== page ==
40. Hill R, Bodzak E, Blough MD, Lee PW. p53 binding to the p21 promoter is dependent on the nature of DNA damage. Cell Cycle. 2008; 7:2535-43.
41. Javelaud D, Besancon F. Inactivation of p21WAF1 sensitizes cells to apoptosis via an increase of both p14ARF and p53 levels and an alteration of the Bax/Bcl-2 ratio. J Biol Chem. 2002; 277: 37949-37954.
42. Wang S, Guo M, Ouyang H, Li X, Cordon-Cardo C, Kurimasa A, Chen DJ, Fuks Z, Ling CC, Li GC. The catalytic subunit of DNA-dependent protein kinase selectively regulates p53-dependent apoptosis but not cell-cycle arrest. Proc Natl Acad Sci U S A. 2000; 97: 1584-1588.
43. Zhang XP, Liu F, Cheng Z, Wang W. Cell fate decision mediated by p53 pulses. Proc Natl Acad Sci U S A. 2009; 106: 12245-12250.
44. Abbruzzese JL. New applications of gemcitabine and future directions in the management of pancreatic cancer. Cancer. 2002; 95: 941-945.
45. Frederick CA, Williams LD, Ughetto G, van der Marel GA, van Boom JH, Rich A, Wang AH. Structural comparison of anticancer drug-DNA complexes: adriamycin and daunomycin. Biochemistry. 1990; 29: 2538-2549.
46. O’Brien TJ, Ceryak S, Patierno SR. Complexities of chromium carcinogenesis: role of cellular response, repair and recovery mechanisms. Mutat Res. 2003; 533: 3-36.
47. Alao JP, Sunnerhagen P. The ATM and ATR inhibitors CGK733 and caffeine suppress cyclin D1 levels and inhibit cell proliferation. Radiat Oncol. 2009; 4: 51.
48. Medunjanin S, Weinert S, Schmeisser A, Mayer D, Braun-Dullaeus RC. Interaction of the double-strand break repair kinase DNA-PK and estrogen receptor-alpha. Mol Biol Cell. 2010; 21: 1620-1628.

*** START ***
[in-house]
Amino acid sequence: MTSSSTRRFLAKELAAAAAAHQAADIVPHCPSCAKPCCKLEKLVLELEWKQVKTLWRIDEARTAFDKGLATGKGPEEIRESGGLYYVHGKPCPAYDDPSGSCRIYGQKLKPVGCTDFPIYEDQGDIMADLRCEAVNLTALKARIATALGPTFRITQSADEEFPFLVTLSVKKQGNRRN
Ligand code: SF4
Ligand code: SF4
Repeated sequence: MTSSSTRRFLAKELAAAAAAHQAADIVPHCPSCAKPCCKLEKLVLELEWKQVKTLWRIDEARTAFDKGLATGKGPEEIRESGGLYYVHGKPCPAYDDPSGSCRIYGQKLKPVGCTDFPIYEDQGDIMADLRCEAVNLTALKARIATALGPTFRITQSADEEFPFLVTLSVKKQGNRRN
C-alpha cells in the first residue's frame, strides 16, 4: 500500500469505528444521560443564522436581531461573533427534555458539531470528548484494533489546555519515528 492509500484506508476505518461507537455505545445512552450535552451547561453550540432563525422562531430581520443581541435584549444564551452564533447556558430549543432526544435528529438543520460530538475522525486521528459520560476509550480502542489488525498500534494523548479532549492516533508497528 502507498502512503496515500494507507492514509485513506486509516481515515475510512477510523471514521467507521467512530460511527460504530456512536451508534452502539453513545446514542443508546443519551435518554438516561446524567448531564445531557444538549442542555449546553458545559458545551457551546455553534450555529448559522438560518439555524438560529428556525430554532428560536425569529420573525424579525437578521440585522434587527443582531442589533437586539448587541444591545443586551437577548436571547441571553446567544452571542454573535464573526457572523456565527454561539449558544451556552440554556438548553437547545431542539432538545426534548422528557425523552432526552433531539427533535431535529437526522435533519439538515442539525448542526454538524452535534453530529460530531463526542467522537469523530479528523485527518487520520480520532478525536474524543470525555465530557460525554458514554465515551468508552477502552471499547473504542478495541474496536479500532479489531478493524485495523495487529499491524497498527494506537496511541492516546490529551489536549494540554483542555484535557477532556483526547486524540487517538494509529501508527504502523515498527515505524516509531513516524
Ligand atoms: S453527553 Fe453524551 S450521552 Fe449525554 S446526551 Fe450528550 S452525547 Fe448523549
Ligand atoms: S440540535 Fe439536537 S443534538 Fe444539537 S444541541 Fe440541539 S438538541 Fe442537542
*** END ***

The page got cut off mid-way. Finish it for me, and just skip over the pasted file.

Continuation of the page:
49. Chen BP, Uematsu N, Kobayashi J, Lerenthal Y, Krempler A, Yajima H, Lobrich M, Shiloh Y, Chen DJ. Ataxia telangiectasia mutated (ATM) is essential for DNA-PKcs phosphorylations at the Thr-2609 cluster upon DNA double strand break. J Biol Chem. 2007; 282: 6582-6587.
50. Price BD, Youmell MB. The phosphatidylinositol 3-kinase inhibitor wortmannin sensitizes murine fibroblasts and human tumor cells to radiation and blocks induction of p53 following DNA damage. Cancer Res. 1996; 56: 246-250.
51. Sarkaria JN, Busby EC, Tibbetts RS, Roos P, Taya Y, Karnitz LM, Abraham RT. Inhibition of ATM and ATR kinase activities by the radiosensitizing agent, caffeine. Cancer Res. 1999; 59: 4375-4382.
52. Seoane J, Le HV, Massague J. Myc suppression of the p21(Cip1) Cdk inhibitor influences the outcome of the p53 response to DNA damage. Nature. 2002; 419: 729-734.
53. Yajima H, Lee KJ, Chen BP. ATR-dependent phosphorylation of DNA-dependent protein kinase catalytic subunit in response to UV-induced replication stress. Mol Cell Biol. 2006; 26: 7520-7528.
54. Ju BG, Rosenfeld MG. A breaking strategy for topoisomerase IIbeta/PARP-1-dependent regulated transcription. Cell Cycle. 2006; 5: 2557-2560.
55. Ju BG, Lunyak VV, Perissi V, Garcia-Bassets I, Rose DW, Glass CK, Rosenfeld MG. A topoisomerase IIbeta-mediated dsDNA break required for regulated transcription. Science. 2006; 312: 1798-1802.
56. Mattia M, Gottifredi V, McKinney K, Prives C. p53-Dependent p21 mRNA elongation is impaired when DNA replication is stalled. Mol Cell Biol. 2007; 27: 1309-1320.
57. Kaeser MD, Iggo RD. Chromatin immunoprecipitation analysis fails to support the latency model for regulation of p53 DNA binding activity in vivo. Proc Natl Acad Sci U S A. 2002; 99: 95-100.
58. Livak KJ, Schmittgen TD. Analysis of relative gene expression data using real-time quantitative PCR and the 2(-Delta Delta C(T)) Method. Methods. 2001; 25: 402-408.
All site content, except where otherwise noted, is licensed under a Creative Commons Attribution 3.0 License.